Instrumental development of novel detection and separation methods for capillary electrophoresis

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Garner, Tommy
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Edward S. Yeung
Committee Member
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In Section I the use of indirect fluorescence detection (IFD) is extended to the visible region. Indirect fluorescence detection is shown to be a universal and sensitive detection technique for CZE. Detection is based on charge displacement and is not based upon any absorption or emission properties of the analyte, therefore the need for chemical derivitization is eliminated. CZE-IFD can separate and detect almost any compound that contains a charge. This was demonstrated by the separation and detection of a mixture of sugars which are only weakly acidic. The mass detection limit of fructose was 2 fmol using a 5 [mu]m diameter capillary. This peak had an efficiency of more than 600,000 theoretical plates;In Section II a novel detection system for CZE is explored. Normally, only highly fluorescent materials can be detected at low concentrations in the small detection volumes typical of capillary electrophoresis in a laser-based fluorometer. We report here the detection of absorbing but non-fluorescing analytes by laser excited fluorescence. This is possible if the excited analytes transfer their energy to a fluorescent additive in the running buffer to increase the background fluorescence level. Two different fluorophores and four different absorbing analytes were tested in this detection scheme. Concentrations as low as 1.5 x 10[superscript]-8 M and amounts as small as 9 amol at injection are detectable. The data support a long range energy transfer scheme, but the transfer efficiency is much larger than those reported for other donor-acceptor pairs;Section III describes a method for the CZE separation of compounds with similar mobilities. Increased selectivity is shown for compounds of this type when other modes of separation are added to the system. A capillary coated with a hydrophobic stationary phase is shown to be a dynamic ion exchanger when a quaternary ammonium compound is added to the running buffer. Compounds are shown to have a decrease in retention when the concentration of the running buffer is increased. The effect of adding an organic modifier and the effect on the concentration of the surface active reagent is also studied.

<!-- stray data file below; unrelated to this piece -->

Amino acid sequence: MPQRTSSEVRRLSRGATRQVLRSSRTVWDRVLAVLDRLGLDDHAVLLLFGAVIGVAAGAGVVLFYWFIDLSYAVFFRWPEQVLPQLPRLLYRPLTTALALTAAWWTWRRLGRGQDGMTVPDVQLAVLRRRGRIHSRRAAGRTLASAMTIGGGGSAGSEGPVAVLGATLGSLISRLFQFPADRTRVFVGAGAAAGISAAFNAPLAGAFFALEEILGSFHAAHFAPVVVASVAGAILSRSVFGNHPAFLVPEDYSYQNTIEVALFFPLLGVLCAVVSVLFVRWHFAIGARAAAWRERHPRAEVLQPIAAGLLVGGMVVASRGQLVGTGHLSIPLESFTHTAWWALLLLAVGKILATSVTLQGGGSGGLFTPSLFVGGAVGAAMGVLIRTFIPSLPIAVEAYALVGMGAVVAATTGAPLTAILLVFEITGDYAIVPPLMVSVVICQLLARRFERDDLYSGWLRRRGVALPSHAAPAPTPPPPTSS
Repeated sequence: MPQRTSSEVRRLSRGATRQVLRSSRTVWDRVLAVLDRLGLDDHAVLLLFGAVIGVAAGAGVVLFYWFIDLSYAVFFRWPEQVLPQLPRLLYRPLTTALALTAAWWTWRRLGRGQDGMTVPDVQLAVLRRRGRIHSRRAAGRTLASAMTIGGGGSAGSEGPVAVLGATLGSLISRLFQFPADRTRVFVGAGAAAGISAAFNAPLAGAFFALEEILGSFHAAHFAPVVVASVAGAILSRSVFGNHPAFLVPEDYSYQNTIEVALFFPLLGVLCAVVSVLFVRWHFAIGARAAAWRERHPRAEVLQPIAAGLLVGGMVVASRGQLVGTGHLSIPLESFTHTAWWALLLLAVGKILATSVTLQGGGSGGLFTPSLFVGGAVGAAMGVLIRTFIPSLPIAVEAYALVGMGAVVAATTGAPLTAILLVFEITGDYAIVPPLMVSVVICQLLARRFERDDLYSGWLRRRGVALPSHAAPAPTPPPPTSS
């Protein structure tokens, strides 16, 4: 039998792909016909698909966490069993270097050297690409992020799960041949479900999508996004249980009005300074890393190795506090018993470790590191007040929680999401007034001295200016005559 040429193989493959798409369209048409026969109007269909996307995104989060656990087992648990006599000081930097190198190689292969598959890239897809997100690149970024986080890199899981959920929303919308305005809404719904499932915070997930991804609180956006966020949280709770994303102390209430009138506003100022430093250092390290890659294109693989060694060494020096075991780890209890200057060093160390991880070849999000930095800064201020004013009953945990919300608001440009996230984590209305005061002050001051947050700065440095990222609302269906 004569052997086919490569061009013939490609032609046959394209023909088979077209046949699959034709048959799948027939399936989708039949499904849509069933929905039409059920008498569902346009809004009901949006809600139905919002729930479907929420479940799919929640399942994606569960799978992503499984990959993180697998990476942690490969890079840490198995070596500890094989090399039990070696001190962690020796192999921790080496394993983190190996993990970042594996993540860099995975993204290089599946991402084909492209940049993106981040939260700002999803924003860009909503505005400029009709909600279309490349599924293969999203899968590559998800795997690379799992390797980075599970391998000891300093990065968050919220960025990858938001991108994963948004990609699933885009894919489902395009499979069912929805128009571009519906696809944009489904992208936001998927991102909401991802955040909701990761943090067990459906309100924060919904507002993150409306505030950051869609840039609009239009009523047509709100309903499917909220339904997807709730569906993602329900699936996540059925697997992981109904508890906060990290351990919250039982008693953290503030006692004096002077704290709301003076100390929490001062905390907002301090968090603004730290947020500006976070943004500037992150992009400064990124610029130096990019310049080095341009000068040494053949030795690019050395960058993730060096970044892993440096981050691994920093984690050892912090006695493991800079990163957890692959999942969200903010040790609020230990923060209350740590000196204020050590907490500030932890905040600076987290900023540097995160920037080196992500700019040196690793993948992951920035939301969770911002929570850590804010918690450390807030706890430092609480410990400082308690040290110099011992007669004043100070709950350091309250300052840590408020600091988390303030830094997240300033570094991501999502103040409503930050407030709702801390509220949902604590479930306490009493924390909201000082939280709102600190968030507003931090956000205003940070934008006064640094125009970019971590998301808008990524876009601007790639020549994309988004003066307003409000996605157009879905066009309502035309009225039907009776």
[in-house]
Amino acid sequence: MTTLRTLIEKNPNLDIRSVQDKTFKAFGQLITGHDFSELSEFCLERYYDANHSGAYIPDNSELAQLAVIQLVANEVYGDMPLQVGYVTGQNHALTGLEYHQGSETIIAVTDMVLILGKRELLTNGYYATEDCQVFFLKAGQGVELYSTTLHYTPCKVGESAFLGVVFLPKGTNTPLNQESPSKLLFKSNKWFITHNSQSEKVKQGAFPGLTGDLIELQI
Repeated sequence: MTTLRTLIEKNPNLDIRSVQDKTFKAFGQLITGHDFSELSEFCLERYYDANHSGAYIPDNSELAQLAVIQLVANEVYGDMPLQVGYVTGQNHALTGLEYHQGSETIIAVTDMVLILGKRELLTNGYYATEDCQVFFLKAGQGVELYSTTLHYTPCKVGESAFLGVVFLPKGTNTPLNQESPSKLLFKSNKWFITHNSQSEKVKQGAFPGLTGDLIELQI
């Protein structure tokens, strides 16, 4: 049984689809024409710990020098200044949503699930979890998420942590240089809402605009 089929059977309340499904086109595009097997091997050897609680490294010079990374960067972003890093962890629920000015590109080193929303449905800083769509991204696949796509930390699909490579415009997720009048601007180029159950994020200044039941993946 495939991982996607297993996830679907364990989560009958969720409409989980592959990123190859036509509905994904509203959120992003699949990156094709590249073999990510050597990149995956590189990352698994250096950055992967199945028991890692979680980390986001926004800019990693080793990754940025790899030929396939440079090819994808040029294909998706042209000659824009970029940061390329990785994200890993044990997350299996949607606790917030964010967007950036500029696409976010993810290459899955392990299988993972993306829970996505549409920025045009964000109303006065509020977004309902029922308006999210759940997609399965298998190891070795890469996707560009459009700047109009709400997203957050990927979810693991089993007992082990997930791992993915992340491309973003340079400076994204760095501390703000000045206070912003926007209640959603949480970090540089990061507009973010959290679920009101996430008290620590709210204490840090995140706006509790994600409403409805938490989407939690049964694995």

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Fri Jan 01 00:00:00 UTC 1993